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versión On-line ISSN 0718-1957
Rev. biol. mar. oceanogr. v.44 n.3 Valparaíso dic. 2009
Revista de Biología Marina y Oceanografía 44(3): 551-560, diciembre de 2009
ARTICULOSEffect of hook size and seasonality on the artisanal long-line fishery of southern hake (Merluccius australis Hutton, 1872) in Chile
Efecto del tamaño de anzuelo y estacionalidad en la pesquería de espinel artesanal de la merluza austral (Merluccius australis Hutton, 1872) en Chile
Dante Queirolo1 and Mauricio Ahumada1
1Laboratorio de Tecnología Pesquera, Escuela de Ciencias del Mar, Facultad de Recursos Naturales, Pontificia Universidad Católica de Valparaíso, Casilla 1020, Valparaíso, Chile
Se estudió el efecto del tamaño de anzuelo y la estacionalidad en la pesquería artesanal con espinel de merluza del sur (Merluccius australis) en Chile. Se analizó el efecto de cuatro tamaños de anzuelos sobre las tallas y tasas de captura de merluza del sur (Merluccius australis) capturada con espinel mixto entre el Seno de Reloncaví y el Golfo de Ancud (41º42'S a 42º48'S). Se realizaron 60 lances de pesca en cuatro períodos (marzo, mayo, julio y septiembre), virándose un total de 59.294 anzuelos, capturándose 14.358 ejemplares equivalentes a 26.165 kg. El análisis demostró la superposición de tallas de retención para cada tamaño de anzuelo en los meses de estudio, determinándose que no existen efectos significativos del anzuelo en la composición por tallas ni en las tasas de captura. Sin embargo, se observaron diferencias significativas en la tasa de captura entre períodos, fluctuando entre 31,75 y 16,17 individuos por 100 anzuelos entre marzo y septiembre, respectivamente. Lo anterior sugiere un análisis de alternativas de artes de pesca y de medidas de administración en la pesquería.
Palabras clave: Selectividad, aparejo, pesca artesanal, rendimientos de pesca, Océano Pacífico Suroriental
The effect of hook size and seasonality on the artisanal long-line fishery of southern hake (Merluccius australis) in Chile was studied. We analyzed the effect of four hook sizes on the size-at-catch and catch rates of southern hake (Merluccius australis) caught with mixed long-lines between Seno de Reloncaví and Golfo de Ancud (41º42'S-42º48'S). Sixty fishing hauls were done in four periods (March, May, July, September); a total of 59,294 hooks were set and 14,358 specimens (26,165 kg) were caught. The analysis showed overlapping retention sizes for each hook size in the months studied, indicating no significant effects in either catch size composition or in catch rates between hooks of different size. Nevertheless, significant differences were observed between periods in the catch rates, fluctuating between 31.75 and 16.17 individuals per 100 hooks from March to September. The above results suggest that it is necessary to analyze alternative fishing gear and management measures for the fishery.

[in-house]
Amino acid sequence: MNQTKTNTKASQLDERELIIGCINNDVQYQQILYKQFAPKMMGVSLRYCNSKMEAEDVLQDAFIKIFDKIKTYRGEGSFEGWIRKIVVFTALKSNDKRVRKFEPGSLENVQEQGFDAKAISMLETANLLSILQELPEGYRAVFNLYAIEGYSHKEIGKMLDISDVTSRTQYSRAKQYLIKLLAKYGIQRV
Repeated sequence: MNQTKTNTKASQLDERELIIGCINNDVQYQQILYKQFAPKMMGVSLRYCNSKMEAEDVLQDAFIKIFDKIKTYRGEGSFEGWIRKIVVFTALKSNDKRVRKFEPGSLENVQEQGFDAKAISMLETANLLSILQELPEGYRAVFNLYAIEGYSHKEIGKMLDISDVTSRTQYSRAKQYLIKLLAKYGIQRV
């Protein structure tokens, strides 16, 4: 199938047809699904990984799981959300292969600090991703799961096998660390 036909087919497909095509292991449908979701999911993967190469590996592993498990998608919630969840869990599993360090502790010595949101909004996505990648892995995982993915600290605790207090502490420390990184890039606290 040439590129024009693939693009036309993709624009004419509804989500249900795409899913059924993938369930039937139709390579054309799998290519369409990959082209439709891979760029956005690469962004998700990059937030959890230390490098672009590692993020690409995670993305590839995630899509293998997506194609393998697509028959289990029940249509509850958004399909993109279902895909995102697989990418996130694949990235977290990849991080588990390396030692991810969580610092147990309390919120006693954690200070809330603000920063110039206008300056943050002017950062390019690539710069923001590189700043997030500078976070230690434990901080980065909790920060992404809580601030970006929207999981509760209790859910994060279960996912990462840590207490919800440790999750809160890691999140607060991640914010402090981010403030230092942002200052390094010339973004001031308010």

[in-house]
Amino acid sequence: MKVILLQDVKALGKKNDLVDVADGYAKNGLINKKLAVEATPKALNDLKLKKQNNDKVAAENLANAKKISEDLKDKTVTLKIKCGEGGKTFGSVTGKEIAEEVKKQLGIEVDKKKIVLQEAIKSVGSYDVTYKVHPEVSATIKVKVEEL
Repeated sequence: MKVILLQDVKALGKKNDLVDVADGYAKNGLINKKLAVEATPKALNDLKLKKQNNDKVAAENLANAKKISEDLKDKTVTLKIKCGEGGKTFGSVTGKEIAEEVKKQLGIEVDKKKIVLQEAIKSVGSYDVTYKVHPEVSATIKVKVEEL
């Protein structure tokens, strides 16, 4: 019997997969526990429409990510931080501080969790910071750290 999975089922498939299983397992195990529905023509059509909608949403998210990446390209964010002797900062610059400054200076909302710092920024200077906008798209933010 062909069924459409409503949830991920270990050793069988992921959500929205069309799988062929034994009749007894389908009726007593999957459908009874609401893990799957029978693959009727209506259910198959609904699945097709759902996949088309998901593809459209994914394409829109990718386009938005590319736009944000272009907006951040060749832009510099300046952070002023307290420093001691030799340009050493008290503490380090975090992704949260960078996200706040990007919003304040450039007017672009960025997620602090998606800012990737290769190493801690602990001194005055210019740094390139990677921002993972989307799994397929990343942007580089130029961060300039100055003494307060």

Key words: Selectivity, fishing gear, artisanal fishery, catch rates, Southeast Pacific Ocean
Southern hake (Merluccius australis Hutton, 1872) is a widely distributed species in South America, found from 38ºS to 55ºS in the Atlantic Ocean (Cousseau & Perrotta 2004) and between 35ºS and 57ºS in the Pacific Ocean (Rubilar et al. 2002). In Chile, it is an important target species for the artisanal and industrial sectors, with global annual catches of around 30,000 t.
Artisanal extractive activities are carried out in channels and fjords to the south of 41º30'S, in an area commonly known as the 'inner waters'. Different long-line designs are used to catch the resource according to the fishing ground and operation depth (Céspedes et al. 1998, Melo et al. 2004). Most catches come from Reloncaví Sound and Ancud Gulf, both of which are recognized as rearing sites due to the high proportion of juvenile specimens in spring-summer (Rubilar et al. 2000). The local availability varies as does the relative participation of different age groups in the catches due to the trophic and reproductive migrations of the resource (Lillo et al. 2008).
In order to protect the juvenile fraction and preserve the stock of M. australis, the current regulation establishes a minimum legal size (MLS) of 60 cm total length. In terms of fishing gear, hooks N° 6 or upper, with a throat (height) less than 18 mm and a gap (width) less than 17 mm cannot be used (DS No. 245/1990 MINECON). This is based on the fact that several authors recognize long-lines as size-selective catch systems (Johannessen 1983, Bjordal 1989, Løkkeborg et al. 1989, Løkkeborg & Bjordal 1992, 1995, Huse & Soldal 2000, Woll et al. 2001). Nonetheless, other reports indicate that the use of different hook sizes and bait for Merluccius merluccius (Linnaeus, 1758) resulted in overlapping size-at-retention curves, finding that the use of different-sized hooks only affects the catch rate (Erzini et al. 2000, 2001). Therefore, the present work compares the retention sizes and catch rates obtained with different hook sizes in the artisanal fishing of M. australis in its main catch zone.